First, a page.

Comment and Analysis

Council of provinces slips from Luthuli House's grip

Paul Hoffman

Some political observers are cynical about the role of Parliament in general, and in particular when it comes to the National Council of Provinces.

There are signs that the council of provinces does not regard itself as a rubber stamp, either for the national assembly or for Luthuli House's ideas. (David Harrison, M&G)

Legislation approved by the larger National Assembly, or lower house, is referred to the National Council of Provinces  before usually being passed into law with a signature from the president.

Cynics point to the pernicious influence of the party-list system, used to keep MPs on side, to the omnipotence of Luthuli House every­where, except in the Western Cape, and to the "rubber-stamp" characteristics the legislature has adopted since the heady days when Thabo Mbeki was president and Jacob Zuma the leader of the ANC.

That was a Prague Spring of short duration, when Cabinet members saw their policies being thoroughly interrogated for the first time in a long time. This ended with the short Kgalema Motlanthe presidency.

But there are signs that the council of provinces does not regard itself as a rubber stamp, either for the national assembly or for Luthuli House's ideas. Only two ANC members of the assembly abstained from voting on the Protection of State Information (or "secrecy") Bill, but it has not had a smooth ride in the council. After taking it to the provinces, as required, the council suggested far-reaching amendments, which would come close to the public-interest defence sought by the Right2Know (R2K) campaign against the Bill.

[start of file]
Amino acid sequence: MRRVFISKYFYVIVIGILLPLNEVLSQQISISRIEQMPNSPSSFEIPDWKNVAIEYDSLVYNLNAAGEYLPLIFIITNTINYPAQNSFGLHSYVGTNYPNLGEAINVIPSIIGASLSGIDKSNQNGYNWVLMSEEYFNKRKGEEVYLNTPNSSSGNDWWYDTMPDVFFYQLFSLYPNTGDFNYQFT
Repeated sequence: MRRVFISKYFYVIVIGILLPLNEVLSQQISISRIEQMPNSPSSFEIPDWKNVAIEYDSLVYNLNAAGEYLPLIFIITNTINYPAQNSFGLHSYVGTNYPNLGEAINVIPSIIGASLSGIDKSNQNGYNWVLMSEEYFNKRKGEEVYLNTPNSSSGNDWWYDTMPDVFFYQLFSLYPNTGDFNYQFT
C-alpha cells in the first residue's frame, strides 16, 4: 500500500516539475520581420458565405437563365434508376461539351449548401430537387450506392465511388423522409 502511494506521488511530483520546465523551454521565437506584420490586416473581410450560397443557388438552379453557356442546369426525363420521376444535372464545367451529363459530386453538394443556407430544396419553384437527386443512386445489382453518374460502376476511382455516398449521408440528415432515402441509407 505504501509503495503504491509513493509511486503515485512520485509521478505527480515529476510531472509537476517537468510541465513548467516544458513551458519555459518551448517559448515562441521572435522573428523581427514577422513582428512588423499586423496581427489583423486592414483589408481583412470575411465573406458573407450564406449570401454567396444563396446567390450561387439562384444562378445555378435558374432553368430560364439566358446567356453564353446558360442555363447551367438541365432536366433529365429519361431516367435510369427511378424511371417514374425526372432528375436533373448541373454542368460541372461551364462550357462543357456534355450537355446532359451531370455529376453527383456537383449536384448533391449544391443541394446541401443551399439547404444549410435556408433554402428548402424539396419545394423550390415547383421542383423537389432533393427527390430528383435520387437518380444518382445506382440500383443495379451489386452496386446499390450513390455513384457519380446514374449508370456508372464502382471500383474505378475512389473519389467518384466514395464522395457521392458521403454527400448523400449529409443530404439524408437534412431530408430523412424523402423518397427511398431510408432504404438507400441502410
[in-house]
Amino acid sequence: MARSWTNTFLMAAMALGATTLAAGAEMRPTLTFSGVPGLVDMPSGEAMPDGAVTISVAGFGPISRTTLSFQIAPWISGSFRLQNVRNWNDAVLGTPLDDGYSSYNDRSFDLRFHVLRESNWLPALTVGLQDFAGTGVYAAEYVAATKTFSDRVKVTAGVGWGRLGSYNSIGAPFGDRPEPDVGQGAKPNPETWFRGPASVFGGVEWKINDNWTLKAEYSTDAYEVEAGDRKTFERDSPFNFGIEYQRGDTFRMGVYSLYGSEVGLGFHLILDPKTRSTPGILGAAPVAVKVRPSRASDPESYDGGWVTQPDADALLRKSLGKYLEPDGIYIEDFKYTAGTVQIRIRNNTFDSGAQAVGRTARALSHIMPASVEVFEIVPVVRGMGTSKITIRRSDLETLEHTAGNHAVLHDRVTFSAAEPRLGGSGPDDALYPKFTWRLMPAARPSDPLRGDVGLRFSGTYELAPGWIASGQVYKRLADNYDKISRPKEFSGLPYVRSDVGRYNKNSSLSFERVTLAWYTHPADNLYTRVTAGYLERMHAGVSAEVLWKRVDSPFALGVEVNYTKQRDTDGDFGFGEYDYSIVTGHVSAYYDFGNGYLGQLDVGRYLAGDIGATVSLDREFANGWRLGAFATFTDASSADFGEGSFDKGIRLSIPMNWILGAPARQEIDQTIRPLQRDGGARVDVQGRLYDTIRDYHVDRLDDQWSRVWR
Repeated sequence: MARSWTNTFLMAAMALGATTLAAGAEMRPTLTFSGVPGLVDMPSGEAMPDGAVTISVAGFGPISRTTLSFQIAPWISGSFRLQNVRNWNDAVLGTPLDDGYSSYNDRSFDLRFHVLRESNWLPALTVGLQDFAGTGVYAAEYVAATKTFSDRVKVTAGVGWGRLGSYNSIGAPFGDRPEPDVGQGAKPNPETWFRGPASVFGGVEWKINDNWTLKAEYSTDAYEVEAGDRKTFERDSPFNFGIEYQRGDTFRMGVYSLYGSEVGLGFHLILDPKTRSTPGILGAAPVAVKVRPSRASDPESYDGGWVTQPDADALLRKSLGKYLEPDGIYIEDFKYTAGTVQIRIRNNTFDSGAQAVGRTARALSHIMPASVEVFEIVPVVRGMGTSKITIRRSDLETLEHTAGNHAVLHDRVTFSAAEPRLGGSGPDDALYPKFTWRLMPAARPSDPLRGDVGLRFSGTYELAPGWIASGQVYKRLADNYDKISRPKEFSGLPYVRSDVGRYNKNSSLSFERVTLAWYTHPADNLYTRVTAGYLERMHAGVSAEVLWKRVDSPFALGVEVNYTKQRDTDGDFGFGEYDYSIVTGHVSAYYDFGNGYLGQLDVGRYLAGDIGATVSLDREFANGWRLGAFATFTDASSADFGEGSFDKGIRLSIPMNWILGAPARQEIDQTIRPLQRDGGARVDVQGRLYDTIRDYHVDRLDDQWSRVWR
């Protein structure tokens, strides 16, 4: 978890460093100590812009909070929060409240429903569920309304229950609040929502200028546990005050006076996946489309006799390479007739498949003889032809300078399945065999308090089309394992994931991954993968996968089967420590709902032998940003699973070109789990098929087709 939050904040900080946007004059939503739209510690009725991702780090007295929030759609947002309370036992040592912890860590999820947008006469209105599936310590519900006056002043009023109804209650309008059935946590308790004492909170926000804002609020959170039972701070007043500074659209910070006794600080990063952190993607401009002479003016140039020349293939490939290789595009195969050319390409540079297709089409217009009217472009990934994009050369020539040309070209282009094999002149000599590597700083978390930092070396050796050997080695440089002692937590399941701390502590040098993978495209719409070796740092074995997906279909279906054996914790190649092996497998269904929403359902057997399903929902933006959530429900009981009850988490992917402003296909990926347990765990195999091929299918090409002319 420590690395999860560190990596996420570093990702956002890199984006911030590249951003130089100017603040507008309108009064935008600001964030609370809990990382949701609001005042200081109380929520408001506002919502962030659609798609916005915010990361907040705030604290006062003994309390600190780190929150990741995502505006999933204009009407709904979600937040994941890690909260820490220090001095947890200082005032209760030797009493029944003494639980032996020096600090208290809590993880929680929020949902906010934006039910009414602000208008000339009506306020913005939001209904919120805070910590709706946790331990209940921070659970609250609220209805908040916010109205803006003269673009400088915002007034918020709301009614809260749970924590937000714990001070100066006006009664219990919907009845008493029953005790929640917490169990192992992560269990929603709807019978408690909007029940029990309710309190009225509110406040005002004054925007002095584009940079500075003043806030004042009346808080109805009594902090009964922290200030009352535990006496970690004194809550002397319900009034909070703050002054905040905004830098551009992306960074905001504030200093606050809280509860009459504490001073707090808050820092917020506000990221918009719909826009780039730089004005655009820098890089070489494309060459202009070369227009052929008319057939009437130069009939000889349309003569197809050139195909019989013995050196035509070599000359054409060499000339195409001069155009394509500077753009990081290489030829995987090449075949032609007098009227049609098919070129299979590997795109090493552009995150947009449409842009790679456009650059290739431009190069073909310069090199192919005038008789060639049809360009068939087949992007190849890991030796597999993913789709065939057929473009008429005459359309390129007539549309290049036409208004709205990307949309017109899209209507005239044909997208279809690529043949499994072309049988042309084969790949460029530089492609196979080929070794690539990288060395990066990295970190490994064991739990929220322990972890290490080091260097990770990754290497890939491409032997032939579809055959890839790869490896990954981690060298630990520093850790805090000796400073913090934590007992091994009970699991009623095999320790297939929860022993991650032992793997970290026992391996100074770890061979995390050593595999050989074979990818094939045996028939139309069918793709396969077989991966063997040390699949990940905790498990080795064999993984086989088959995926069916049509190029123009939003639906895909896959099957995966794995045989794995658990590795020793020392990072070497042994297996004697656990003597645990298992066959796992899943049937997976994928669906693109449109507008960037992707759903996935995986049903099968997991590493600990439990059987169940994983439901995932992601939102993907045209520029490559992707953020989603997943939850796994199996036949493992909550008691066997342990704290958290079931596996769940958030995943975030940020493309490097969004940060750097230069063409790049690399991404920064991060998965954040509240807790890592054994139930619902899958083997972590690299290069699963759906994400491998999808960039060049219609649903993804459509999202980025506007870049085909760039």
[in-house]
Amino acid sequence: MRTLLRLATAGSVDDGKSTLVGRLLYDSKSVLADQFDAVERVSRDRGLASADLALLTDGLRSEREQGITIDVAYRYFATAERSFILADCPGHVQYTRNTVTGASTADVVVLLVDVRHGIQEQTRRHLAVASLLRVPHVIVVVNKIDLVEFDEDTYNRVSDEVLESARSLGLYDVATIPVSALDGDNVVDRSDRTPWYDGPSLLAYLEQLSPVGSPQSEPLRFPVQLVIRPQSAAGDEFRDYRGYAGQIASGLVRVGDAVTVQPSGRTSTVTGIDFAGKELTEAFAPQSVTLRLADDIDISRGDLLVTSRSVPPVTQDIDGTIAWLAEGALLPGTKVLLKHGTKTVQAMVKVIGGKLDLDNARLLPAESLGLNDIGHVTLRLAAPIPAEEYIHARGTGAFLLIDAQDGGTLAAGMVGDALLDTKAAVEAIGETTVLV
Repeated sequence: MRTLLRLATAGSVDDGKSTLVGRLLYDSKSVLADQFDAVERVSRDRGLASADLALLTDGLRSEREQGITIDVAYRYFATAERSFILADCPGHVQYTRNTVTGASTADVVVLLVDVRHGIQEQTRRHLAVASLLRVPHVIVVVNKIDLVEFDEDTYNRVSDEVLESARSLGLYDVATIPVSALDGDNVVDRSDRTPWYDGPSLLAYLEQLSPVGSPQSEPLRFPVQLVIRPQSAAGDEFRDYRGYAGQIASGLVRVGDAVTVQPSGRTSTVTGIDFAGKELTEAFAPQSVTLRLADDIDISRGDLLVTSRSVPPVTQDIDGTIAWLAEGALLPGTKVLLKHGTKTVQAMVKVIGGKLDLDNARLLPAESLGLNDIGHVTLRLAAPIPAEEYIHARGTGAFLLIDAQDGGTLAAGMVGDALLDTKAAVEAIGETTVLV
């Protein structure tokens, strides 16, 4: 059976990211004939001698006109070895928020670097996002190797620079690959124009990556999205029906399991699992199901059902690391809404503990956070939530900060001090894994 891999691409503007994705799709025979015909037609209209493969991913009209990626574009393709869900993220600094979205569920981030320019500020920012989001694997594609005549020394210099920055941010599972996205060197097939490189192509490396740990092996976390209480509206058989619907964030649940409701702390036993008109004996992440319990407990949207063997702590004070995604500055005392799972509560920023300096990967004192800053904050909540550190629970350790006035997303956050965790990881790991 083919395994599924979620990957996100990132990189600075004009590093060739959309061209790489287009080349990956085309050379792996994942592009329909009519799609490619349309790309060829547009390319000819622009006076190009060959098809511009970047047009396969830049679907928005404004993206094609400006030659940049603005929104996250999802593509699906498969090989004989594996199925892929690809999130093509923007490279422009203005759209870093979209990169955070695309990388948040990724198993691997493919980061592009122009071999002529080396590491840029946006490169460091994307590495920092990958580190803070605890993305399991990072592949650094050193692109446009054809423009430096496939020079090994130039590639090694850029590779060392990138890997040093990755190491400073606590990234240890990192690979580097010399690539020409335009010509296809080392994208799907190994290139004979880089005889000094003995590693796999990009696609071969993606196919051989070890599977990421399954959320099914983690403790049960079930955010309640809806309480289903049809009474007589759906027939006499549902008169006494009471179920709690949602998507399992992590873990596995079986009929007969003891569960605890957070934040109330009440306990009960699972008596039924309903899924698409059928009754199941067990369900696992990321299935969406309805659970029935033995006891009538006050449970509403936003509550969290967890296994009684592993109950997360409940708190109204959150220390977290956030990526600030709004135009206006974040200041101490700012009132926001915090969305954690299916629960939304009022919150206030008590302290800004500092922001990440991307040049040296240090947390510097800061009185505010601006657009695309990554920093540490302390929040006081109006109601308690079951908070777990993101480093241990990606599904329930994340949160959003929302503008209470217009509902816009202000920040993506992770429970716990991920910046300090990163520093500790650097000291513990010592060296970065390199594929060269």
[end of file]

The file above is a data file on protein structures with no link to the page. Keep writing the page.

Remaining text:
The threat of a constitutional challenge to the legislation seems to weigh on the ANC caucus, which enjoys a comfortable majority in the council. Recently the chief whip in the assembly castigated MPs for shoddy work on legislation that was successfully challenged in the Constitutional Court. The council must know that R2K is watching it with a view to just such a challenge.

Small changes
Another Bill now tabled in the council raises similar issues. The SAPS Amendment Bill seeks to address the judgment in the Glenister case by making small changes to the law that gave birth to the Hawks. The court ordered that the Hawks be made independent of political interference. The deadline is September 18. But the ANC is allergic to any loss of control by Luthuli House, hence the minimal approach. The problem facing the council is that the panelbeating of the Bill in the lower house has rendered it unconstitutional.

At Man­gaung, Luthuli House wants to tick the box next to the Polokwane resolution that says, in effect, dissolve the Scorpions and create the Hawks within the police. So the cadres deployed in the council have a problem. They have to find a way to create constitutionally compliant legislation that satisfies the requirements of the Glenister judgment and also keep their political bosses happy.

This is legally impossible. If the commissioner of police is in charge, the Hawks are manifestly not sufficiently independent. If the head of the Hawks is in charge, then an untenably unconstitutional result is inevitable. Checkmate.

It can reasonably be anticipated that both Bills will pose conundrums for Luthuli House. The way the council deals with them between now and December will be a good gauge of the ANC's direction. A rejection of the council's amendments to the secrecy Bill and keeping the Hawks in the police will mean it is business as usual at Luthuli House. A postponement to next year of either or both Bills, or their radical revision in the council, will indicate changes in ANC policy.

It will be easier to postpone the secrecy Bill because there is no court-imposed deadline. Postponing the SAPS Amendment Bill would require an application to the Constitutional Court, for which reasons for the delay will have to be found. Either option points to a new and more muscular role for the council – which is good news for constitutional democracy in South Africa.

Paul Hoffman is the director of the Institute for Accountability

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